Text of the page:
If corruption and an inefficient government were the only problems, Uganda would probably scrape through just fine. But the majority of Ugandans are also too poor to comply with the measures being advocated to fight COVID 19. 78% of the population is under 30, and youth unemployment is above 50%. With an average per capita income of US$800, a large proportion of urban Ugandans have to find food daily, and they could not practice social distancing even if they wanted to. It is hard to ‘stay home’ when home is a one-room dwelling that houses at least five people, with the doorway to the adjacent home only a couple of meters away.

One in every three Ugandan under 5s is malnourished to the point of stunting, and one third of women in child bearing age are anemic. The lockdown’s extreme conditions have the potential to tip many vulnerable people into acute malnutrition. For now, most are simply trying to survive the day, and the lockdown. They are not even thinking about the general election, just ten months away. But if they make it there, at least there might be something coming to them during the campaigns.

Dr Olive Kobusingye is a Distinguished Fellow at the George Institute for Global Health and an A&E surgeon and Injury Epidemiologist at Makerere University College of Health Sciences, Kampala, Uganda. She is the author of The Patient.

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32 Responses to “Surviving the COVID 19 pandemic: the view from a Ugandan surgeon and epidemiologist”
  1. This story makes me sad, and seems to show that 1) the stringent measures also lead to death, perhaps in different categories than for COVID-19, and 2) the aparent need for extreme measures plays in the hands of governments who do not care for their citizens, especially vulnerable groups, almost strengthens poor governance performance. The question that keeps me busy – what ‘activist’ forces are emerging in this situation that could be supported? What is OXFAM doing to imagine interational solidarity in this crisis?

    • Olive Kobusingye

      Thank you Lucia. Indeed, it is a difficult situation, because while it is a good thing that government takes charge and is in control, it does mean that ‘activist forces’ have very little space in which to intervene. All assistance must be channeled through the National Task Force, with all its inefficiencies and questionable transparency. Access to communities is very limited, and because of movement restrictions, people’s ability to organise is equally limited. Clearly, there is great need for organic community structures that can function in such situations. Food security is a badly neglected area, and we are paying the price.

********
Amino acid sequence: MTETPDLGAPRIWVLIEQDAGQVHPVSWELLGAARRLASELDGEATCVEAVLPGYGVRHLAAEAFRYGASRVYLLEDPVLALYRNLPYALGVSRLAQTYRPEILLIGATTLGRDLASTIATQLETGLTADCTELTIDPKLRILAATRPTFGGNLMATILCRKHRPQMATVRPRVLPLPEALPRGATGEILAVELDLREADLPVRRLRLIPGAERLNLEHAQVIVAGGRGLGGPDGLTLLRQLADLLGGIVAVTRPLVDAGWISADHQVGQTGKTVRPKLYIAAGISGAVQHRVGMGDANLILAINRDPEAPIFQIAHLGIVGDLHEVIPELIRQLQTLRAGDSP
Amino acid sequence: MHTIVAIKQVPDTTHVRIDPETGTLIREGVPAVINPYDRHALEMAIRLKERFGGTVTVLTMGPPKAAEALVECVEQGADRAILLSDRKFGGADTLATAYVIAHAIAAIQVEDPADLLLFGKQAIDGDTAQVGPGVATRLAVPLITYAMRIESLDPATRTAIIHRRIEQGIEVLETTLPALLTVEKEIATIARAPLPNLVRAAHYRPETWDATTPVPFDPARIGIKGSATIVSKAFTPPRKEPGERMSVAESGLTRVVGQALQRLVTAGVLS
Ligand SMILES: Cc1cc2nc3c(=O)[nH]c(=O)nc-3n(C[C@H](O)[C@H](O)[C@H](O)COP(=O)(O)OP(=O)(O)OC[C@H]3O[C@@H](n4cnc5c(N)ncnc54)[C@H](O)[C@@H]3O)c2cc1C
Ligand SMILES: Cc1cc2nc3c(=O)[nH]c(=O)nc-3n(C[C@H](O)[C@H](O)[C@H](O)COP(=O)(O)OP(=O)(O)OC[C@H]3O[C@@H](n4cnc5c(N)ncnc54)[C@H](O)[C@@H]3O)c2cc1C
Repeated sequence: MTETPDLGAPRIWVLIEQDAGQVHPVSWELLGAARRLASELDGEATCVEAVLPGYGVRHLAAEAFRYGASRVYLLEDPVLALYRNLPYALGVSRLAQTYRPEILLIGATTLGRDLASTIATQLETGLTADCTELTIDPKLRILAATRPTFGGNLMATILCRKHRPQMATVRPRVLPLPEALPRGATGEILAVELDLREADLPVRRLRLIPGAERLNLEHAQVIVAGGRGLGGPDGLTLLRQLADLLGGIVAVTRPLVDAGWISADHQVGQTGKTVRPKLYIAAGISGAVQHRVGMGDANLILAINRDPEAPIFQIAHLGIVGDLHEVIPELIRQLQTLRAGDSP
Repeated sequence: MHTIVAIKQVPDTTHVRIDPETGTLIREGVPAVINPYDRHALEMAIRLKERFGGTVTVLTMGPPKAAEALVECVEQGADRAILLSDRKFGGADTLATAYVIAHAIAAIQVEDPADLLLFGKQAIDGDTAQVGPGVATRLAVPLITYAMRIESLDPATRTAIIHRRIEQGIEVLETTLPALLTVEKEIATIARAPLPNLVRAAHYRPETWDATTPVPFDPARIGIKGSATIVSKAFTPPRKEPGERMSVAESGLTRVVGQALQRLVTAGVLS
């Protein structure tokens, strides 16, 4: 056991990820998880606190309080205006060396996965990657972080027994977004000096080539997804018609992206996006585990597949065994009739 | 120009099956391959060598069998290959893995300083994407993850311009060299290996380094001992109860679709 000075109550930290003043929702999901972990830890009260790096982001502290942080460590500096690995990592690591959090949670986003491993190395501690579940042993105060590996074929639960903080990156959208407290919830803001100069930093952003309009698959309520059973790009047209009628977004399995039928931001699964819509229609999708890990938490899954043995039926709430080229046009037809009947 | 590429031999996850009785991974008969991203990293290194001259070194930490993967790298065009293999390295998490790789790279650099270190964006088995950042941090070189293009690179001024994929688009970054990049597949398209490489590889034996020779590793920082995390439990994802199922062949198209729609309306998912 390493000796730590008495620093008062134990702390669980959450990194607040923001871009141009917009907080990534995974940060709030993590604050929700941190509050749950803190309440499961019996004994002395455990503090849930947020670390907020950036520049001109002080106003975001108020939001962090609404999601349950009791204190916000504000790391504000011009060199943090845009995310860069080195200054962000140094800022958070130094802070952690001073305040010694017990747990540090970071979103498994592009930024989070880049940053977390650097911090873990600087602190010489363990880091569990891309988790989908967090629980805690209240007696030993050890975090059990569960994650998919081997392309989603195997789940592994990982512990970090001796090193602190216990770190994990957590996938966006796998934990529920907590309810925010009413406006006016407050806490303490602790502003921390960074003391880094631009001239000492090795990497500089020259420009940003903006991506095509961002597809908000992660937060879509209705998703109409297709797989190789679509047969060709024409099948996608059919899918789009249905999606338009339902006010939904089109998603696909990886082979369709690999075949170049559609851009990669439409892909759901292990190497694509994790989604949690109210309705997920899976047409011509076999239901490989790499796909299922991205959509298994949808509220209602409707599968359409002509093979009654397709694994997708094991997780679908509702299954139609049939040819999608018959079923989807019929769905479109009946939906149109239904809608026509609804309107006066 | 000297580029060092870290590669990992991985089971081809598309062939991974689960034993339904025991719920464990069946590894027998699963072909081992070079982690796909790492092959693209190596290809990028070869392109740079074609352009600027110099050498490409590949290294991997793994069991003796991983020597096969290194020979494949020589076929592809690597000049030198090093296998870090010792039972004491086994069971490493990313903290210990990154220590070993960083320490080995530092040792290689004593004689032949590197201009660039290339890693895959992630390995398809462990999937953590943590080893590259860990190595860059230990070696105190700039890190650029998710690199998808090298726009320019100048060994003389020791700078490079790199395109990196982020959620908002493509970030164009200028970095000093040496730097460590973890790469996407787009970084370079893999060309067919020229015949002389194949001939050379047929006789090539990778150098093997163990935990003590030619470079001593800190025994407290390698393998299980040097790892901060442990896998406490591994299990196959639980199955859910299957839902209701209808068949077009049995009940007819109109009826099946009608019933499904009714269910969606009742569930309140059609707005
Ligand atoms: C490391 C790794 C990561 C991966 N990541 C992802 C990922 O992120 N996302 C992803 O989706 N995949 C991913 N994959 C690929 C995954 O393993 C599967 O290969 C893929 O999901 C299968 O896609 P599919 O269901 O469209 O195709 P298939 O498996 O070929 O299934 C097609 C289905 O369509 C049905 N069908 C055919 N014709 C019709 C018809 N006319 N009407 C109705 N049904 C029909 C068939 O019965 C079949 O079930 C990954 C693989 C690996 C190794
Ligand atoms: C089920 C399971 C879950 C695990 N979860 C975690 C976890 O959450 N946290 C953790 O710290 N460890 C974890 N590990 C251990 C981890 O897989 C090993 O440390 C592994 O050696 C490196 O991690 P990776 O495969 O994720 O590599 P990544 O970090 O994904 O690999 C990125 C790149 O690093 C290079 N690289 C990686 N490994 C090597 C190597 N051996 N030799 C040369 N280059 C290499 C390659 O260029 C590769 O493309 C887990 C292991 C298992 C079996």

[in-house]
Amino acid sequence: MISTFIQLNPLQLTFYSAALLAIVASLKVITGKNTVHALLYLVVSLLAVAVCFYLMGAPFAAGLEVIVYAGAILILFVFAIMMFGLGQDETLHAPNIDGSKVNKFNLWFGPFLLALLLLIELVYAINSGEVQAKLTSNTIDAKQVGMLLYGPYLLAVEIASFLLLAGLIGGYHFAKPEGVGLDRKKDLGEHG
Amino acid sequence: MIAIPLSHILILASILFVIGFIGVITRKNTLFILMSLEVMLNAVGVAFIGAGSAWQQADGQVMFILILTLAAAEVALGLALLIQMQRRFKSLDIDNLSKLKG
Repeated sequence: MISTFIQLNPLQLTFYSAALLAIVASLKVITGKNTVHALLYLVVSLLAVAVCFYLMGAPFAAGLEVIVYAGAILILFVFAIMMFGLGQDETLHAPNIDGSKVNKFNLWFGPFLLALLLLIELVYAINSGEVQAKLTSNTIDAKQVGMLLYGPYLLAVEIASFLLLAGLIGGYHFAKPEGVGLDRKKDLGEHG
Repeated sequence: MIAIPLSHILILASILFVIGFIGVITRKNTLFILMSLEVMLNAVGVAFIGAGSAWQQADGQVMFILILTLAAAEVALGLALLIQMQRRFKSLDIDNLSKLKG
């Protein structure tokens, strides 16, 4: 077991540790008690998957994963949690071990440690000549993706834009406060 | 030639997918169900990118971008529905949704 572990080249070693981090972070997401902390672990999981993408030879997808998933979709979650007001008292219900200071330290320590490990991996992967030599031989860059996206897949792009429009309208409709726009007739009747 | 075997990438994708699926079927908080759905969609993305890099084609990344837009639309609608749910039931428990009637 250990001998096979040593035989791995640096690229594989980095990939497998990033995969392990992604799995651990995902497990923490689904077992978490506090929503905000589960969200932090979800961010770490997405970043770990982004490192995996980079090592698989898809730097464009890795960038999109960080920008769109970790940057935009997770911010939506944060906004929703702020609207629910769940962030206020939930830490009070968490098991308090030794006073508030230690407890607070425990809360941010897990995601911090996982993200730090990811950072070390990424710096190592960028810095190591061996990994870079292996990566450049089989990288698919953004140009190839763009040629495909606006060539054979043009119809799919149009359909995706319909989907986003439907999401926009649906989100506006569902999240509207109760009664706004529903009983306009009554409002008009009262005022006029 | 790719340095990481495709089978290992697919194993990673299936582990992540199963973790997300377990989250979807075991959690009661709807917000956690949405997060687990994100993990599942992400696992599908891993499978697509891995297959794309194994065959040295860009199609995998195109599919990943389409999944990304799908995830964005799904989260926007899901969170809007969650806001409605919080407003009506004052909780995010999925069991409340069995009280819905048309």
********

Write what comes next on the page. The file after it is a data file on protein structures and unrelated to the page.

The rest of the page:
• Nkole

      You may criticise the approach used to combat the spread of covif-19, but the fact is that many Souls were saved.

      You have not mentioned countries where people were being charged up to £1000 or imprisoned for breaking similar guidelines.

      Law enforcement is conducted differently in different countries.

    • martin

      I thought this is a sovereign government and greedy people are just greedy. Let’s not bring Kenya into our most greed. It’s been there only that our eyes were open the other day

    • Olive Kobusingye

      I am glad you find it helpful, thank you. Hopefully we learn some lessons from this painful experience, so that we can change the narrative moving forward. Fingers crossed – this teachable moment could be easily wasted!

  2. Caroline

    “First off, €100 million went to the President’s household as classified expenditure, meaning that it was not open to scrutiny.” Wow, thank you for this post. I had an inkling of what might be happening in such contexts but not to this extent.

  3. “If corruption and an inefficient government were the only problems, Uganda would probably scrape through just fine. But the majority of Ugandans are also too poor to comply with the measures being advocated to fight COVID 19. ”

    This view/disclaimer/point is all too true for many African countries, and explains why countries like Ghana ‘are doing ok’ by many standards and yet, the realities or the everyday person is far from it.
    The Ugandan story is heartbreaking but also a collective tale for several others – and it just need not be that any longer.
    Now, in the past, and in the future, this makes me ask the question, aid for development or aid for geopolitical reasons? I dont mind either but just be upfront about it and let people actually know where they stand and what they can expect to get from the packages delivered.


    In Uganda everything is possible
    If the action to be done protects the presidential seat then no-matter the consequences that thing will be done. If you love the president then your acts are also right but if you are from the opposition like #Zaake then you are a against your country

  5. Robert Migadde

    The motto of Uganda is ‘For God and my Country’ Pro Deo et Patria. If we really love who we are, what we do and our destiny; we just need to do the needful to keep safe.
    The fact remains that it is through joint efforts that we shall be able to kick Covid 19 out of the country and the globe at large.
    Prayer remains key in all this.

  6. Mary Njeri

    Thanks Dr. Olive. A very sad but educative piece. The numbers are especially scary for me, 426 MPS, 400 presidential advisors, 80 ministers and 134 RDCs. All these mean serious expenditure

  7. Henry

    Sad facts and a true representation of “leaders becoming misleaders” saying. For starters, after the public became highly irritated about the a portion given to MPs as COVID 19 funds, the president advised that this was irregular during this period. This was seen as backstabbing of the MPs and todate, a spirited fight exists, led by the speaker of parliament which to her is an attack on legislature “independence” (MP Robert Kyagulanyi earlier had called it a bribe that was included in the budget to hood wink them into passing the supplementary budget.)

  8. Joseph

    Very shocking, but not surprising! The COVID-19 is the current national project, just like the previous term limit, age limit, the Desert Locust invasion. The diagnosis is ‘national malignant greediosis.’ The treatment/cure? What happens to a parasite when the host ultimately dies?

  9. Pelgrin Mukoa

    So sad… respect for humanity, no sanity, no reason, no pity, no guilt, no conscience, no fear of God or respect for the law, nothing left to protect the common man. God help us